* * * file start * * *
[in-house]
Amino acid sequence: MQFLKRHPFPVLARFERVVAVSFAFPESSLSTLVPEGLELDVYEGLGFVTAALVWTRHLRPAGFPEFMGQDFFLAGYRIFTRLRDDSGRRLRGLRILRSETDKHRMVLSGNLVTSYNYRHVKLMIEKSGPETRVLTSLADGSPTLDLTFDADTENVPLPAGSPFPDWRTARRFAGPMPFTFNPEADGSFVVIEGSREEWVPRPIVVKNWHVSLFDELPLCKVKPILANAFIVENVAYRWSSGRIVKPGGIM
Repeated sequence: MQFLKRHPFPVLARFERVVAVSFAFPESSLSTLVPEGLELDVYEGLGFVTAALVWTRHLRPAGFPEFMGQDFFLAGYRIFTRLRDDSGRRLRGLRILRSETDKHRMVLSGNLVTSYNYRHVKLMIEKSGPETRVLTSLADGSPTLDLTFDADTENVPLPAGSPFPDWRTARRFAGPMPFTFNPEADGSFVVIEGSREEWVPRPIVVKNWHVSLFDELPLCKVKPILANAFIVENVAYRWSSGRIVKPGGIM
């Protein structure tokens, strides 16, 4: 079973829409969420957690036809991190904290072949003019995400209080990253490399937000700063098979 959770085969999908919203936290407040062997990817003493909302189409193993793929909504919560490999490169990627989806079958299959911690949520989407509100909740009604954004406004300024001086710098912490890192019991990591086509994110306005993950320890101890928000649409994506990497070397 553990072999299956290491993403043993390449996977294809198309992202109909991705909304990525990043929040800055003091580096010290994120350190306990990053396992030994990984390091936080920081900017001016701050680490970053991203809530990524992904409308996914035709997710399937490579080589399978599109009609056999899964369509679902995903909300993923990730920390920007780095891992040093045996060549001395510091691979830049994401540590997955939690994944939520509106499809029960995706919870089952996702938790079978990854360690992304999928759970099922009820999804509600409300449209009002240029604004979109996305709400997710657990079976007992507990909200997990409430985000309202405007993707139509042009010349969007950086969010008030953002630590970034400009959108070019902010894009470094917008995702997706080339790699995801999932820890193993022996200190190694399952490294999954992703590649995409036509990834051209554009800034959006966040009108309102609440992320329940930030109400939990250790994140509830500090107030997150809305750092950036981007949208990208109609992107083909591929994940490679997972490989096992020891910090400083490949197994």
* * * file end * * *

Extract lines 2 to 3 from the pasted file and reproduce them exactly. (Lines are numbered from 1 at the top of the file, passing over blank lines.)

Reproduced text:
Amino acid sequence: MQFLKRHPFPVLARFERVVAVSFAFPESSLSTLVPEGLELDVYEGLGFVTAALVWTRHLRPAGFPEFMGQDFFLAGYRIFTRLRDDSGRRLRGLRILRSETDKHRMVLSGNLVTSYNYRHVKLMIEKSGPETRVLTSLADGSPTLDLTFDADTENVPLPAGSPFPDWRTARRFAGPMPFTFNPEADGSFVVIEGSREEWVPRPIVVKNWHVSLFDELPLCKVKPILANAFIVENVAYRWSSGRIVKPGGIM
Repeated sequence: MQFLKRHPFPVLARFERVVAVSFAFPESSLSTLVPEGLELDVYEGLGFVTAALVWTRHLRPAGFPEFMGQDFFLAGYRIFTRLRDDSGRRLRGLRILRSETDKHRMVLSGNLVTSYNYRHVKLMIEKSGPETRVLTSLADGSPTLDLTFDADTENVPLPAGSPFPDWRTARRFAGPMPFTFNPEADGSFVVIEGSREEWVPRPIVVKNWHVSLFDELPLCKVKPILANAFIVENVAYRWSSGRIVKPGGIM